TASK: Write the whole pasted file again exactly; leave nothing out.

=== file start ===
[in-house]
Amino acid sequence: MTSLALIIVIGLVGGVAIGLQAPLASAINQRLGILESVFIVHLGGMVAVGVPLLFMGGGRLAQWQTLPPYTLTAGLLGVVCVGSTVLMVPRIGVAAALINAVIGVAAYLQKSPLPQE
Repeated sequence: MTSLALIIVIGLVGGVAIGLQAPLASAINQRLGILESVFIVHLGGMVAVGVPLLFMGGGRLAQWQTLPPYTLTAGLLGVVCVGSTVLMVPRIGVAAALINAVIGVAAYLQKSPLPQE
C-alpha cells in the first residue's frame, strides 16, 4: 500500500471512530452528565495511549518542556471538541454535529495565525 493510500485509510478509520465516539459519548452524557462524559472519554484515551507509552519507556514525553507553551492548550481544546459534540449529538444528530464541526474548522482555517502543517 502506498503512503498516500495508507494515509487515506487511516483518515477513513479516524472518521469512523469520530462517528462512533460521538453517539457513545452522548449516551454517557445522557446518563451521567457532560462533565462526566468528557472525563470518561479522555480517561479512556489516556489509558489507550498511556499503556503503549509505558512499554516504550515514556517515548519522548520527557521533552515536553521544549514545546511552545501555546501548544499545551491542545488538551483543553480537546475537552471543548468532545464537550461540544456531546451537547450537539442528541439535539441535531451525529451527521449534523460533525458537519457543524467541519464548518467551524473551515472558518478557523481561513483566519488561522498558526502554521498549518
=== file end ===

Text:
[in-house]
Amino acid sequence: MTSLALIIVIGLVGGVAIGLQAPLASAINQRLGILESVFIVHLGGMVAVGVPLLFMGGGRLAQWQTLPPYTLTAGLLGVVCVGSTVLMVPRIGVAAALINAVIGVAAYLQKSPLPQE
Repeated sequence: MTSLALIIVIGLVGGVAIGLQAPLASAINQRLGILESVFIVHLGGMVAVGVPLLFMGGGRLAQWQTLPPYTLTAGLLGVVCVGSTVLMVPRIGVAAALINAVIGVAAYLQKSPLPQE
C-alpha cells in the first residue's frame, strides 16, 4: 500500500471512530452528565495511549518542556471538541454535529495565525 493510500485509510478509520465516539459519548452524557462524559472519554484515551507509552519507556514525553507553551492548550481544546459534540449529538444528530464541526474548522482555517502543517 502506498503512503498516500495508507494515509487515506487511516483518515477513513479516524472518521469512523469520530462517528462512533460521538453517539457513545452522548449516551454517557445522557446518563451521567457532560462533565462526566468528557472525563470518561479522555480517561479512556489516556489509558489507550498511556499503556503503549509505558512499554516504550515514556517515548519522548520527557521533552515536553521544549514545546511552545501555546501548544499545551491542545488538551483543553480537546475537552471543548468532545464537550461540544456531546451537547450537539442528541439535539441535531451525529451527521449534523460533525458537519457543524467541519464548518467551524473551515472558518478557523481561513483566519488561522498558526502554521498549518